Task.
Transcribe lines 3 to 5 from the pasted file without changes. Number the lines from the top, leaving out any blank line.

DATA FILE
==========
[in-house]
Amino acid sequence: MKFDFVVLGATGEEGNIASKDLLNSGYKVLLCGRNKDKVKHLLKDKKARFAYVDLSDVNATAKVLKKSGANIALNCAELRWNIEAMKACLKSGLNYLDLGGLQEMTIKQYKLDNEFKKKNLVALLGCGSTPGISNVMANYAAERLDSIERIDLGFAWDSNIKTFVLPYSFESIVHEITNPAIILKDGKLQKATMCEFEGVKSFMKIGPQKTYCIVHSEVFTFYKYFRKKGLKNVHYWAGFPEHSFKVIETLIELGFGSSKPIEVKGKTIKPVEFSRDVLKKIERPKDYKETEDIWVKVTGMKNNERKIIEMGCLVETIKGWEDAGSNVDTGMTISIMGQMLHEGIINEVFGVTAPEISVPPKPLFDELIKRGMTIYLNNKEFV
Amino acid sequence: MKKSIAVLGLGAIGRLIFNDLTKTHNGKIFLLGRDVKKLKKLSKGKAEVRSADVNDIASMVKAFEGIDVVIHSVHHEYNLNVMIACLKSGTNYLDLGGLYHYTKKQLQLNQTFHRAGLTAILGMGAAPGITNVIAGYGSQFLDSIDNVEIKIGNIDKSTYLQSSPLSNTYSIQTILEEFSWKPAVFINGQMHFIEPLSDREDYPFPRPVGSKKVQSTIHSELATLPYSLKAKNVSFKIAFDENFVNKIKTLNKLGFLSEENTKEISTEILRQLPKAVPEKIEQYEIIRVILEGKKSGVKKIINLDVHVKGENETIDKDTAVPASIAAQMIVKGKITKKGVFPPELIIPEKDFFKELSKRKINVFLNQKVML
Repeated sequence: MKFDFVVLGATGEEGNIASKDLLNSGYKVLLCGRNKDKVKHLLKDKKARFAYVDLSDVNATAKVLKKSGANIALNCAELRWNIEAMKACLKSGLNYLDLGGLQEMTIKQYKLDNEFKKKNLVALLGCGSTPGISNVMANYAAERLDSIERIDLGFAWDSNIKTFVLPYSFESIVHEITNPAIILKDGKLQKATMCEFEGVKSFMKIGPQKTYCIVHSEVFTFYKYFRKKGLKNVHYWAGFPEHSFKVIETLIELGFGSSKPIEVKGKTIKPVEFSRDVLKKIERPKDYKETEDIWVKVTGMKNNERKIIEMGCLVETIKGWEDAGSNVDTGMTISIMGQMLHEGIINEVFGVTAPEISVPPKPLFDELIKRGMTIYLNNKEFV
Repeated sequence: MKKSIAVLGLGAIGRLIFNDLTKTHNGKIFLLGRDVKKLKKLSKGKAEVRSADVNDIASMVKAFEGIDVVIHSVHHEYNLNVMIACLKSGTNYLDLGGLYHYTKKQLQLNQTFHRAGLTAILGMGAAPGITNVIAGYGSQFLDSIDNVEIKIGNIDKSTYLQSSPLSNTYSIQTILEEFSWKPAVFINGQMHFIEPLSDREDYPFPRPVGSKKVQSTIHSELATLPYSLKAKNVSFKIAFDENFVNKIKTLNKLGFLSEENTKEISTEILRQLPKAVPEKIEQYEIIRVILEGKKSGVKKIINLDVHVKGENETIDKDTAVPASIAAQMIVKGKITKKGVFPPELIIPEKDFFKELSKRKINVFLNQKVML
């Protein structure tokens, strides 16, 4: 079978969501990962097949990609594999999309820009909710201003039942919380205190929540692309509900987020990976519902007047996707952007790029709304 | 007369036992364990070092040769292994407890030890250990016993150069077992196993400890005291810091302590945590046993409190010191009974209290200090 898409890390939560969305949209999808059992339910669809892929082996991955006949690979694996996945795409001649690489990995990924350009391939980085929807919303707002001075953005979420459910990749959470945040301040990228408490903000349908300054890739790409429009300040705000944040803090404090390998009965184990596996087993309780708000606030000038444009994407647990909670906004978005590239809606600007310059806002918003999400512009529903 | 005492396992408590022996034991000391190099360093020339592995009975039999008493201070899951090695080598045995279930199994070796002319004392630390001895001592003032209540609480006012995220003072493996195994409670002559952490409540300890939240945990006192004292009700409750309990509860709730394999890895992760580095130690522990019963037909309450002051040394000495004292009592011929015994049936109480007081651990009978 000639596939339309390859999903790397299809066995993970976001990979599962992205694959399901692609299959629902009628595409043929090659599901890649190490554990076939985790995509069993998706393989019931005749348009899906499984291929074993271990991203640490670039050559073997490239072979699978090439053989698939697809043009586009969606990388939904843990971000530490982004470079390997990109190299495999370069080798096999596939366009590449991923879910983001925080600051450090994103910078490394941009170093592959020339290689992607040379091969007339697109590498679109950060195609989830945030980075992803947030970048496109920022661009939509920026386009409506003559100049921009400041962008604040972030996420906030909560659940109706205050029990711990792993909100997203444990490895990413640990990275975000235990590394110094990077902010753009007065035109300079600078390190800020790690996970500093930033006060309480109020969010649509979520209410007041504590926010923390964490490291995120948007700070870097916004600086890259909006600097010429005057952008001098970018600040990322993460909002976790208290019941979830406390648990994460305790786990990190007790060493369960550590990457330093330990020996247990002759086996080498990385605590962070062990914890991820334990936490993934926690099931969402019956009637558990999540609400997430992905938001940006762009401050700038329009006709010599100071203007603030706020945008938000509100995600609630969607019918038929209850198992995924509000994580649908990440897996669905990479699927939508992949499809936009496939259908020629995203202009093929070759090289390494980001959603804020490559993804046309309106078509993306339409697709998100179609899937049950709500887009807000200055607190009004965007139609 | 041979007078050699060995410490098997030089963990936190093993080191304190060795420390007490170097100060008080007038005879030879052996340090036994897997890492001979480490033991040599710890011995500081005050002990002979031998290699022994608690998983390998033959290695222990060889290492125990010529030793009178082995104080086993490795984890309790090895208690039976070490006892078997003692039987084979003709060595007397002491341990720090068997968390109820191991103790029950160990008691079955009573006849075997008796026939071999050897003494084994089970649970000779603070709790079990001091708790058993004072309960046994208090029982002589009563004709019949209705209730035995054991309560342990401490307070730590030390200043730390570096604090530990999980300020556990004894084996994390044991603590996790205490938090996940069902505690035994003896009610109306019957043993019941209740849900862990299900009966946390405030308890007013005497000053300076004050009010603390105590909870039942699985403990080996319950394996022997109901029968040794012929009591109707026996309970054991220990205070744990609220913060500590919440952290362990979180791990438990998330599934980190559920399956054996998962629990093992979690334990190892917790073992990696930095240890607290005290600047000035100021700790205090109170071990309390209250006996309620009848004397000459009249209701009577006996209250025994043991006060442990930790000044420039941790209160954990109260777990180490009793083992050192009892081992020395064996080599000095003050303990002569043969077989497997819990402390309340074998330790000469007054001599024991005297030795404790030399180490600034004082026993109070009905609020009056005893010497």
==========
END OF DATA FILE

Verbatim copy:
Amino acid sequence: MKKSIAVLGLGAIGRLIFNDLTKTHNGKIFLLGRDVKKLKKLSKGKAEVRSADVNDIASMVKAFEGIDVVIHSVHHEYNLNVMIACLKSGTNYLDLGGLYHYTKKQLQLNQTFHRAGLTAILGMGAAPGITNVIAGYGSQFLDSIDNVEIKIGNIDKSTYLQSSPLSNTYSIQTILEEFSWKPAVFINGQMHFIEPLSDREDYPFPRPVGSKKVQSTIHSELATLPYSLKAKNVSFKIAFDENFVNKIKTLNKLGFLSEENTKEISTEILRQLPKAVPEKIEQYEIIRVILEGKKSGVKKIINLDVHVKGENETIDKDTAVPASIAAQMIVKGKITKKGVFPPELIIPEKDFFKELSKRKINVFLNQKVML
Repeated sequence: MKFDFVVLGATGEEGNIASKDLLNSGYKVLLCGRNKDKVKHLLKDKKARFAYVDLSDVNATAKVLKKSGANIALNCAELRWNIEAMKACLKSGLNYLDLGGLQEMTIKQYKLDNEFKKKNLVALLGCGSTPGISNVMANYAAERLDSIERIDLGFAWDSNIKTFVLPYSFESIVHEITNPAIILKDGKLQKATMCEFEGVKSFMKIGPQKTYCIVHSEVFTFYKYFRKKGLKNVHYWAGFPEHSFKVIETLIELGFGSSKPIEVKGKTIKPVEFSRDVLKKIERPKDYKETEDIWVKVTGMKNNERKIIEMGCLVETIKGWEDAGSNVDTGMTISIMGQMLHEGIINEVFGVTAPEISVPPKPLFDELIKRGMTIYLNNKEFV
Repeated sequence: MKKSIAVLGLGAIGRLIFNDLTKTHNGKIFLLGRDVKKLKKLSKGKAEVRSADVNDIASMVKAFEGIDVVIHSVHHEYNLNVMIACLKSGTNYLDLGGLYHYTKKQLQLNQTFHRAGLTAILGMGAAPGITNVIAGYGSQFLDSIDNVEIKIGNIDKSTYLQSSPLSNTYSIQTILEEFSWKPAVFINGQMHFIEPLSDREDYPFPRPVGSKKVQSTIHSELATLPYSLKAKNVSFKIAFDENFVNKIKTLNKLGFLSEENTKEISTEILRQLPKAVPEKIEQYEIIRVILEGKKSGVKKIINLDVHVKGENETIDKDTAVPASIAAQMIVKGKITKKGVFPPELIIPEKDFFKELSKRKINVFLNQKVML